Saudi Arabia, Iran and most of the Gulf States govern and control their population by this simple method. Prohibition creating a physical desire that distracts the population from thinking about any other need but the satisfaction of sexual desires.
     
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    #19
    Iran's women problem: All of the things Iranian women aren't allowed - Telegraph

    [article]
    Iran's big woman problem: All of the things Iranian women aren't allowed to do

    Throughout their lives, Iranian women are forced to navigate a web of restrictions, imposed by law and custom. Every aspect of their existence – from how they must dress in public, to the subjects they can study at university and the jobs they are allowed to do in the workplace – is closely regulated.




    An example was highlighted last week, when a female football star in Iran was banned from travelling to an international tournament by her husband. He refused to sign papers allowing her to renew her passport, meaning she was unable to play in the Asian Cup.

    The system is not necessarily finished with a woman even after she dies. If death should come in the form of a tragic accident, then her family will receive only half the legal compensation that would be due for the loss of a man.



    Education
    But there is also good news. Unlike in Saudi Arabia, Iranian women are allowed to drive and to move with relative freedom. There are no restrictions on female primary or secondary education – and at university level, women now comprise the majority of students.

    However, certain universities ban female students from studying specific subjects, usually those concerning engineering and technology. In general terms, the trend has been towards imposing more restrictions and increasing the number of subjects that are closed to women, although the practise varies from one university to the next.



    Dress restrictions
    Meanwhile, women who venture outdoors must wear a headscarf, known as the “rusari”, and a long overcoat, known as the “manteau”; alternatively, they can wear a black cloak known as the “chador”. These are legal requirements, punishable by fines or imprisonment for repeat offenders.

    chador_holds_a_sma_3447416b.jpg
    A woman wearing a chador on the streets of Tehran

    How strictly the law is enforced depends on many factors. Partly, it is down to where you happen to live: in affluent north Tehran, women tend to push back their “rusaris” to reveal an abundance of hair. Their "manteaus" are multi-coloured and stylishly nipped in at the waist. In conservative rural Iran, however, drab black “chadors” are the norm.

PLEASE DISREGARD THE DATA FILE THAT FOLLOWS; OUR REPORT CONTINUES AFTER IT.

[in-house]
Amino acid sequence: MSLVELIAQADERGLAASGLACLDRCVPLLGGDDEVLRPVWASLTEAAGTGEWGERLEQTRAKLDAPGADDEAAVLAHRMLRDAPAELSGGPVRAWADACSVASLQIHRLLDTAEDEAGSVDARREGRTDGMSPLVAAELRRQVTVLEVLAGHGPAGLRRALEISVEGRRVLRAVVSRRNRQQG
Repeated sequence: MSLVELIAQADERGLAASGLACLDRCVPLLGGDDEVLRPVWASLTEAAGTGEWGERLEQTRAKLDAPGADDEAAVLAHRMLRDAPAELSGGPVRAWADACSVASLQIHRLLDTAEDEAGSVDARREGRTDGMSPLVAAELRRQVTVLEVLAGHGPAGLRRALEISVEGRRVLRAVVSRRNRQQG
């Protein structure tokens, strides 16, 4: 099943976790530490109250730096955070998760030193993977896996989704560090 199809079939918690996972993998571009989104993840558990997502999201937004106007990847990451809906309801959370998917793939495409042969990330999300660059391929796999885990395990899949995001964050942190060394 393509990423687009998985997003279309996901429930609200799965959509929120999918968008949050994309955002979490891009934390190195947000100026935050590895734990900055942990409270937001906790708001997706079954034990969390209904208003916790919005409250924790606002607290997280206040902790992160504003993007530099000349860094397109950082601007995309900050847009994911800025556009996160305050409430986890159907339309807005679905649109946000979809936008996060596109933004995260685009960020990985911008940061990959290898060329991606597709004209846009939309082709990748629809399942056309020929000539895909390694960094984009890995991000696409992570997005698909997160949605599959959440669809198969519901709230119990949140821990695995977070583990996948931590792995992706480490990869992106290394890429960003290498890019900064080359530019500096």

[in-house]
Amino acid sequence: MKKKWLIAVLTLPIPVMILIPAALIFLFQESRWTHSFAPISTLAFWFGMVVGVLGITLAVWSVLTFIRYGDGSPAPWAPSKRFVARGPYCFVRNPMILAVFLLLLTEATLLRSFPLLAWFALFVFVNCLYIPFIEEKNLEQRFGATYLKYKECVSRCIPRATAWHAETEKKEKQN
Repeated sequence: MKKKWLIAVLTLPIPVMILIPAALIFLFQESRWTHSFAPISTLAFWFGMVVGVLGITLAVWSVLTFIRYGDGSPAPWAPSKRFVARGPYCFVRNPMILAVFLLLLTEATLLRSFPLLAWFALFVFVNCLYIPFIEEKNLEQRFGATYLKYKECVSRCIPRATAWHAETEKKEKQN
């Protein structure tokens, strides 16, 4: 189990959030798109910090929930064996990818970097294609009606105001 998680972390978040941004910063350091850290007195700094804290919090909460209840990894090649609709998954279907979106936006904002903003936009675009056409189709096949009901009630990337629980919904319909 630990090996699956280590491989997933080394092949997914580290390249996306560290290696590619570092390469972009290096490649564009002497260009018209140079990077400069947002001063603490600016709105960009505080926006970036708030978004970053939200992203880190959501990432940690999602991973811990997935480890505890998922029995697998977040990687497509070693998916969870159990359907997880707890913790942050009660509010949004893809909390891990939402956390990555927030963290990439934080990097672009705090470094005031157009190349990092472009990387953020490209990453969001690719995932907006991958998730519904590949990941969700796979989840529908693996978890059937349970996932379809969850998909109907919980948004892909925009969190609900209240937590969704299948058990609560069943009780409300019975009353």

How women are allowed to dress also depends on which political faction happens to be in power. If hardliners are in the ascendancy, it might be wise to conceal every whisp of hair on the streets of Tehran; if reformers are in office, you might try wearing your rusari so far back as to render it almost invisible. The unspoken rules can change from month to month.



    Workplace life
    Women are generally accepted in the workplace in Iran - although, once again, there are restrictions. Under Article 1117 of the Civil Code, an Iranian man can ban his wife from working if he believes this would be “incompatible with the interests of the family or with his or his wife’s dignity”.

    The most striking element of this law is that a man can stop his wife from working if he thinks this would damage his own dignity.

    Fortunately, this seems to be rare: there is no doubt that Iranian women make up a considerable – and probably increasing – minority of the workforce.

    As in higher education, however, certain roles are closed to them. Over the summer, the Iranian Central Bank advertised various positions intended for university graduates. All of these adverts stated whether the job in question was open to men and women – or to men alone.

    Of the 47 vacancies, 36 were “men only” and 11 were available to both genders. The logic behind the distinction was unclear. For some reason, men and women can join the “statistics” section of the Central Bank – but the “accounting” department is men only.

    Women can apply for a post in the “administration of education” department, but not in “public administration”. A woman can be accepted by the “medical administration” section, yet only men are entrusted with “IT management”.



    Politics